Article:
Do you know the AGEC law? It is a French law passed in 2020 that aims to fight against waste and promote a circular economy in France. “AGEC” stands for “Anti-Waste for a Circular Economy”. It aims to limit waste in order to preserve biodiversity and natural resources. But why is it being questioned today?
What is the AGEC law?
According to the Ministry of Ecological Transition, the objective of the Anti-Waste for a Circular Economy Law is to “transform the linear economy: produce, consume, throw away into a circular economy”. This law is in line with the Energy Transition Law for Green Growth (LTECV) adopted in 2015.
The AGEC law sets several ambitious objectives to reduce waste and promote the circular economy in France. In particular, it provides for:
- The end of single-use plastic by 2040
- A ban on the destruction of new non-food unsold goods
- A ban on landfilling recyclable waste from 2025
- A general deposit for plastic bottles and cans by 2023
- Extending extended producer responsibility (EPR) to new products (toys, electronic cigarettes, etc.)
- The establishment of a digital platform to facilitate the reuse and re-employment of products.
The latest measures to come into force in 2022 are :
- Plastic overpackaging of fresh fruit and vegetables weighing less than 1.5 kilograms is banned.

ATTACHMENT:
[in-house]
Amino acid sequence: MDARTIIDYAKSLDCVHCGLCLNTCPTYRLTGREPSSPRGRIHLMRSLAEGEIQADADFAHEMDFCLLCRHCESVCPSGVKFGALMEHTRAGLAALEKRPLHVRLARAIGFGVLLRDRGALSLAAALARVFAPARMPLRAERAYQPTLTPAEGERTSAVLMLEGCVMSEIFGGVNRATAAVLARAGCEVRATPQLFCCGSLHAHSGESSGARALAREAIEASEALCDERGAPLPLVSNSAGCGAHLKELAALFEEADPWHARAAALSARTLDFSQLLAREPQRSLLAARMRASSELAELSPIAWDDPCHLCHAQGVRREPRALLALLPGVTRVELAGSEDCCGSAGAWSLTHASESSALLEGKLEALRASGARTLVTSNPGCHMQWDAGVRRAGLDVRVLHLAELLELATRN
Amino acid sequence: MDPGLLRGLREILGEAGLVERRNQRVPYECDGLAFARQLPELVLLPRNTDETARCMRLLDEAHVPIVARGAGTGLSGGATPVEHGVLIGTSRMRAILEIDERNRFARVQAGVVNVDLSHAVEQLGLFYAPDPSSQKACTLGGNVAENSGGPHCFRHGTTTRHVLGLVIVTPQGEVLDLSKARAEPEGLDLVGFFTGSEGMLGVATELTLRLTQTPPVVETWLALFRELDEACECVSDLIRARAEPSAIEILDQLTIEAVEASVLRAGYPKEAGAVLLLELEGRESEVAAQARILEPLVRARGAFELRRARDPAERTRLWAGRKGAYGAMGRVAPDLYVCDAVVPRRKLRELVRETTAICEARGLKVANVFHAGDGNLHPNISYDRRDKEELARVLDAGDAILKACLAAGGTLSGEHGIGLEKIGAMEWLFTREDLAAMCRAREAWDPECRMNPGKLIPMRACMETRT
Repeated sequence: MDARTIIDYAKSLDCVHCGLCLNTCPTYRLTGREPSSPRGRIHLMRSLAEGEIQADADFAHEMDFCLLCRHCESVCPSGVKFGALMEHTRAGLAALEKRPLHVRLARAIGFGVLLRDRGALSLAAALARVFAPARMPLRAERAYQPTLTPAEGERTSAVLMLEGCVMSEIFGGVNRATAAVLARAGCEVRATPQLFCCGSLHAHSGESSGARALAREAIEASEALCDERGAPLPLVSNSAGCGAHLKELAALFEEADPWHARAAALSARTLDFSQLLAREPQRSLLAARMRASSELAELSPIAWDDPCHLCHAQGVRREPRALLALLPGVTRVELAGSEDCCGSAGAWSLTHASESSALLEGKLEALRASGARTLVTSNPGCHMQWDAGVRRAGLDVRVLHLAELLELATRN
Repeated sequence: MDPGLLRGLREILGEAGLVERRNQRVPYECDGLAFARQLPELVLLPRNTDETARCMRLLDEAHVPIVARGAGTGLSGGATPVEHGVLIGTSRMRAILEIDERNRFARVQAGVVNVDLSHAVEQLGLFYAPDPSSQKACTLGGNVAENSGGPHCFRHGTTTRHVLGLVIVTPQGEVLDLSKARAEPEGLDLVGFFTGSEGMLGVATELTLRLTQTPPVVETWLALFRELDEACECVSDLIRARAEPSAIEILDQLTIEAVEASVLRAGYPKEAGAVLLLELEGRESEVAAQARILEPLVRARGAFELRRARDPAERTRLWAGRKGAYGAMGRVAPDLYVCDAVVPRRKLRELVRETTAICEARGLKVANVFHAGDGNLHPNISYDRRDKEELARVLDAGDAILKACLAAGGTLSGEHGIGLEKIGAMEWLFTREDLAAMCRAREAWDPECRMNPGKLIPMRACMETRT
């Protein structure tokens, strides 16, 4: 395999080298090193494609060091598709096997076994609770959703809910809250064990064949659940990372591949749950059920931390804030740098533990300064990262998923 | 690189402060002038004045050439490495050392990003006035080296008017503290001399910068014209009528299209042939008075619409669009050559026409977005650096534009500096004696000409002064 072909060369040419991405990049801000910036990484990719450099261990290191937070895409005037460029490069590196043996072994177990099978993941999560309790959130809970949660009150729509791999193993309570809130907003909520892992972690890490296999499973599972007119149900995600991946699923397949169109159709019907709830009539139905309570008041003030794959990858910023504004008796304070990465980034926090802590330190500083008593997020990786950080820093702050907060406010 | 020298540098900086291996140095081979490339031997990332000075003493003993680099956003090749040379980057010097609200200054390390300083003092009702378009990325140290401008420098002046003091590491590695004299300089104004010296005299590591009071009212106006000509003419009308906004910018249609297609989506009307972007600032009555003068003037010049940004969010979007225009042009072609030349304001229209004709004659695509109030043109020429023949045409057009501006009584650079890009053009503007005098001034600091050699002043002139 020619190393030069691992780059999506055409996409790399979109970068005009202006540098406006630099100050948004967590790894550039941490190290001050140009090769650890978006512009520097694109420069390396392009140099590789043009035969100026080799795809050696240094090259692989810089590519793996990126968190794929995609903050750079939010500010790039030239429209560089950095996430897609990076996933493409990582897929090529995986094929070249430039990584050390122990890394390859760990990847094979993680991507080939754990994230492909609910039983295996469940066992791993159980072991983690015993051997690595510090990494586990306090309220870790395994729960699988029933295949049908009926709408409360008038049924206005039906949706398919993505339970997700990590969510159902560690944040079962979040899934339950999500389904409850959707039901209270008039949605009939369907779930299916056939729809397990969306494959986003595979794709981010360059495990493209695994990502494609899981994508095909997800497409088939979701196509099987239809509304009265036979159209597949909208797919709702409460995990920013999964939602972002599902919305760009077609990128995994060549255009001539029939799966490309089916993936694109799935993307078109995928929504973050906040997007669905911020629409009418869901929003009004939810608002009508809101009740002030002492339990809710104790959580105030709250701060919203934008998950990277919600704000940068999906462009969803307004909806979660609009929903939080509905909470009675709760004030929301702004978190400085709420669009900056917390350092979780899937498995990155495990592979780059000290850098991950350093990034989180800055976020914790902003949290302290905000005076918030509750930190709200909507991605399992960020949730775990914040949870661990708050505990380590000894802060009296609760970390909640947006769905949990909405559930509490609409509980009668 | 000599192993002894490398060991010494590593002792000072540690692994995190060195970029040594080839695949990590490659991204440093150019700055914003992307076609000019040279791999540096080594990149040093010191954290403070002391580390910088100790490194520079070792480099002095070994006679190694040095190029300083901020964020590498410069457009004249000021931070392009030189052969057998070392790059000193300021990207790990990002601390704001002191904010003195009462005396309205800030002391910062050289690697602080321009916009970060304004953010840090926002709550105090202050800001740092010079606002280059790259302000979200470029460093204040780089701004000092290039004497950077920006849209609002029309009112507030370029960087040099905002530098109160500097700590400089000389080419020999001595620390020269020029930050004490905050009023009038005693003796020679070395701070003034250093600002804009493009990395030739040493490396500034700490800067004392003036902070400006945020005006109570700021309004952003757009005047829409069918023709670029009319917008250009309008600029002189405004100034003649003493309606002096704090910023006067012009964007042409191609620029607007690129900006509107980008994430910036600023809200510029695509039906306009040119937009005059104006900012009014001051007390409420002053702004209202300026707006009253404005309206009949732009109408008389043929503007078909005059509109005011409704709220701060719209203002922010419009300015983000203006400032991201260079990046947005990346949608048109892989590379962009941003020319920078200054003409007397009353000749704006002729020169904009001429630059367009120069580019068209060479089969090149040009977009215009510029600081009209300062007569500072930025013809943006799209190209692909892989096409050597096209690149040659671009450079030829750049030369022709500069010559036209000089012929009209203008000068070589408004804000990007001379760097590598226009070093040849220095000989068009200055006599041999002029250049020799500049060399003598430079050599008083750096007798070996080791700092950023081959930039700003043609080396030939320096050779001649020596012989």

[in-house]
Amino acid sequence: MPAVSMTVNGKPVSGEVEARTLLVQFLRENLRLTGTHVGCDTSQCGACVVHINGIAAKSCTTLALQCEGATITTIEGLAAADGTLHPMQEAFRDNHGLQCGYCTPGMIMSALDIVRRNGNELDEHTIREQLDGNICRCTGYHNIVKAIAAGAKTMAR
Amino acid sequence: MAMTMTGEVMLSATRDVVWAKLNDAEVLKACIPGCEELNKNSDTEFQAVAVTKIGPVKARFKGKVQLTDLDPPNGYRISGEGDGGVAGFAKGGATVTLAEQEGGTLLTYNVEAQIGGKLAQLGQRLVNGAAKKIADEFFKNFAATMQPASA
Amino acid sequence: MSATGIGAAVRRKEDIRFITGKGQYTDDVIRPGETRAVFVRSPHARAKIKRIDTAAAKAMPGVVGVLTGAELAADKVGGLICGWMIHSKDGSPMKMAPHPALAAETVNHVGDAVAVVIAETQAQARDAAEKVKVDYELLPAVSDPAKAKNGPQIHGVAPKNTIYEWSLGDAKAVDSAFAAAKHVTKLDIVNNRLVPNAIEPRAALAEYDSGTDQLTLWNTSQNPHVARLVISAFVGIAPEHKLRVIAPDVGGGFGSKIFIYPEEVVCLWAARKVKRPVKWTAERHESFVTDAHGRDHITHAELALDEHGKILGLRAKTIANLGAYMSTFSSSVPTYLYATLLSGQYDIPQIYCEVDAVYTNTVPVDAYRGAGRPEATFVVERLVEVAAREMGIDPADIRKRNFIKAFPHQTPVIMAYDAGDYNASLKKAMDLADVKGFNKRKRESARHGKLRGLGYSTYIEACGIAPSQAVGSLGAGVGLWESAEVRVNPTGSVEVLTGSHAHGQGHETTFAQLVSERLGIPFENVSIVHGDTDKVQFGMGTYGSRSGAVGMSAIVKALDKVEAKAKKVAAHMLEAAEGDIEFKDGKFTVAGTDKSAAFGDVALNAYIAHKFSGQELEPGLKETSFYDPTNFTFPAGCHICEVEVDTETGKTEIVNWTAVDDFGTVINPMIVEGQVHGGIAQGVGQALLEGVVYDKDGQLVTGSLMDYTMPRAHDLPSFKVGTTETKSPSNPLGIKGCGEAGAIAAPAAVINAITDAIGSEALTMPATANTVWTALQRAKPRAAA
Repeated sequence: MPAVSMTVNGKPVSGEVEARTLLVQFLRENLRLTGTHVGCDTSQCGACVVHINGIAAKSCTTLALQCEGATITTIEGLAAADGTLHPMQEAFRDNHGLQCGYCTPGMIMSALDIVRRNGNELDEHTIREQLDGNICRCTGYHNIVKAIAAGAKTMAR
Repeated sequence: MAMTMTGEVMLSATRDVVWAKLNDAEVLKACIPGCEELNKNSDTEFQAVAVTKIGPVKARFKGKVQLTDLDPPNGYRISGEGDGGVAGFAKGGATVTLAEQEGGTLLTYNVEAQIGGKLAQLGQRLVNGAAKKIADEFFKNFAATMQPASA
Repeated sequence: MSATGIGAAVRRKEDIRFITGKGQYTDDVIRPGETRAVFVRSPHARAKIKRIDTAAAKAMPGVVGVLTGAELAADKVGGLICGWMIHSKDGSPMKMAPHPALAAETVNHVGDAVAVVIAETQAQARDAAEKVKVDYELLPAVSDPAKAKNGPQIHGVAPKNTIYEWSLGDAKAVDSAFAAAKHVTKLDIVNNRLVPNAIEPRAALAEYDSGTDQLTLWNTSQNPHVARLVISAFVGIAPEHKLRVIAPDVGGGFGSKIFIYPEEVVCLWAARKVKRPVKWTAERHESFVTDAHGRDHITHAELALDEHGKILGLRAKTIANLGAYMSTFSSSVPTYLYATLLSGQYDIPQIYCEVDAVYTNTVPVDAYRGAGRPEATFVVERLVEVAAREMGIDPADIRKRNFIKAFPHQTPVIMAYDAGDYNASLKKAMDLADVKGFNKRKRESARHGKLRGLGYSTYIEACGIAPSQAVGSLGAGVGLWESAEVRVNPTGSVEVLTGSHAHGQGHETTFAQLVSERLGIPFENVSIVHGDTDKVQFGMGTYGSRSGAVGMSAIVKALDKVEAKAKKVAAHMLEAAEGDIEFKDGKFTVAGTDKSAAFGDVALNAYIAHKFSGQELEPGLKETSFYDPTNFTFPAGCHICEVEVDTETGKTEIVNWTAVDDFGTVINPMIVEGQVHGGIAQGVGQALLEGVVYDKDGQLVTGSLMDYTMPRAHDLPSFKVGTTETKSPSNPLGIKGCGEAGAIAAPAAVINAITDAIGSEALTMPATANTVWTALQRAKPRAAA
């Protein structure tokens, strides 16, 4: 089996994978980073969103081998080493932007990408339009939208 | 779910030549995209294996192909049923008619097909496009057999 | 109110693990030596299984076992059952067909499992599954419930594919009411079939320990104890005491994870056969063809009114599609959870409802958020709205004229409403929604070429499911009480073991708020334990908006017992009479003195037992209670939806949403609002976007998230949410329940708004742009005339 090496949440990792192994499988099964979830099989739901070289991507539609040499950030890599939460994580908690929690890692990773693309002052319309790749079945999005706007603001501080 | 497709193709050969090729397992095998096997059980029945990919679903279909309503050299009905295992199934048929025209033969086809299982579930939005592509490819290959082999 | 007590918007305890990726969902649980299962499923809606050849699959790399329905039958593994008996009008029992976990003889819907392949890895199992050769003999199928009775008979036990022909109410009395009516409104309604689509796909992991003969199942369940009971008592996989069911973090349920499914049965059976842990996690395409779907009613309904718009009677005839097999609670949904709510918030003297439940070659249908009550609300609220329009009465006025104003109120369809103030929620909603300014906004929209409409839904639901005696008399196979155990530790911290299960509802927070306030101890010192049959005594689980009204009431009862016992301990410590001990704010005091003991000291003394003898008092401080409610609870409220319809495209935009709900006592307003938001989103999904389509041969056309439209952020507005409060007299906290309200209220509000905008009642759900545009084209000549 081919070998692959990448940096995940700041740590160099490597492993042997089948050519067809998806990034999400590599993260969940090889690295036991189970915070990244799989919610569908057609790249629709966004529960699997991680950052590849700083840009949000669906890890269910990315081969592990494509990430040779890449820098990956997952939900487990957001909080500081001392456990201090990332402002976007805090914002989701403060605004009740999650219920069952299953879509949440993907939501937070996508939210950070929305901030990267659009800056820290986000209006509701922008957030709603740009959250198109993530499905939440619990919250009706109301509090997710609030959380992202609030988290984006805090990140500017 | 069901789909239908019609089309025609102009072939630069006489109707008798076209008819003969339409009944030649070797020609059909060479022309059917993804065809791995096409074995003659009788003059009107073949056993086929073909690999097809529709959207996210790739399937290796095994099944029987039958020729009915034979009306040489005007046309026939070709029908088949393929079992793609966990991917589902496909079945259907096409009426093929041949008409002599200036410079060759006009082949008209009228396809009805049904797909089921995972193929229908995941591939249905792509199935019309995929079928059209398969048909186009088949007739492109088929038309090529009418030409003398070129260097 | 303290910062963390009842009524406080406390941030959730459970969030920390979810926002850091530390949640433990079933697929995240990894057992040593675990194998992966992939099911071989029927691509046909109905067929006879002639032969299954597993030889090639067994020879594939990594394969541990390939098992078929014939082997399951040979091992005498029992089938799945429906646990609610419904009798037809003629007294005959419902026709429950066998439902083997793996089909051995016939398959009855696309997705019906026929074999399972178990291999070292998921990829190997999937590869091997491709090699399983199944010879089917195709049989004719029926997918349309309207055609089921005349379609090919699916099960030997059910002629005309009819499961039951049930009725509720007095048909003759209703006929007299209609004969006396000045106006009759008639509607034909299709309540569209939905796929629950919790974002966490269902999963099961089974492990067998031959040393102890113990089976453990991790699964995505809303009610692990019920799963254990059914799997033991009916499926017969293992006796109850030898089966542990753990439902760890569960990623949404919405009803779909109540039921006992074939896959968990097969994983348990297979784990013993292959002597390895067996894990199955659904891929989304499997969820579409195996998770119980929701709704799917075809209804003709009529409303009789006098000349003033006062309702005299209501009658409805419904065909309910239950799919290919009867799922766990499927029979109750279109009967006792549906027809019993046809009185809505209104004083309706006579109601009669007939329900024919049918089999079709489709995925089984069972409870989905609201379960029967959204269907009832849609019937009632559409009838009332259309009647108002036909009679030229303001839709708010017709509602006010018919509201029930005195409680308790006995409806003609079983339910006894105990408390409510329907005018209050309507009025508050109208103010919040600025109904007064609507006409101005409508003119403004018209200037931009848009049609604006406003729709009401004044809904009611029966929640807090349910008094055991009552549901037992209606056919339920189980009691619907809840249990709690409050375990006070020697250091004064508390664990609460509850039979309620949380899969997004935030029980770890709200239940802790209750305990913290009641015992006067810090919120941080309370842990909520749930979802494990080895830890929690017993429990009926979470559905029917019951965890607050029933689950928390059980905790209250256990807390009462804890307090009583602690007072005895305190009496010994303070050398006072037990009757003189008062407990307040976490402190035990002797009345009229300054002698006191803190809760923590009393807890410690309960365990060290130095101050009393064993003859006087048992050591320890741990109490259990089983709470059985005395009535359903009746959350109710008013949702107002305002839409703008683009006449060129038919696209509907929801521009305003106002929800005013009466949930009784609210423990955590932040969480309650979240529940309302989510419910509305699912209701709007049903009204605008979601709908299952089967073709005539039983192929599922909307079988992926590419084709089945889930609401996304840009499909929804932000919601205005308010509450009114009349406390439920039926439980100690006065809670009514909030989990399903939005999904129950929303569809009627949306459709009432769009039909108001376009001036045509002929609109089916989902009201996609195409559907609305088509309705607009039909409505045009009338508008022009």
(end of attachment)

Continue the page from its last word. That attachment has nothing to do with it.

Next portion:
- Establishments receiving more than 300 people simultaneously are required to have at least one drinking water fountain accessible to the public.
- Press publications and advertisements are sent without plastic packaging.
- Tea and herbal tea bags made of non-biodegradable plastic are not allowed to be sold.
- Plastic toys, offered free of charge to children as part of menus, are prohibited.
- Sticking a label directly on fruit or vegetables is prohibited, unless the label is compostable and made up in whole or in part of bio-based materials.
- The state will no longer buy single-use plastics for use in its workplaces or at events it organizes.
Why has it been called into question lately?
“On 15 February 2023, the European Commission opened an infringement procedure against France by letter of formal notice (INFR(2022)4028). The Commission considers that the imposition of the Triman logo as well as the sorting instructions that are required for the labelling of products at national level undermines the free movement of goods within Europe.”
The logo was introduced in France in 2015 under the Law on Energy Transition for Green Growth (LTECV). This law was adopted in 2015 and was followed by the Anti-Waste for a Circular Economy (AGEC) law in 2020, which reinforced the provisions of the LTECV regarding recycling and the circular economy.
What is the Triman logo?
The Triman logo is an official symbol used in France to indicate that a product’s packaging is recyclable and should be sorted selectively for recycling. It was introduced in France in 2015 under the Law on Energy Transition for Green Growth (LTECV) and has been mandatory since 2016 on all recyclable packaging in France.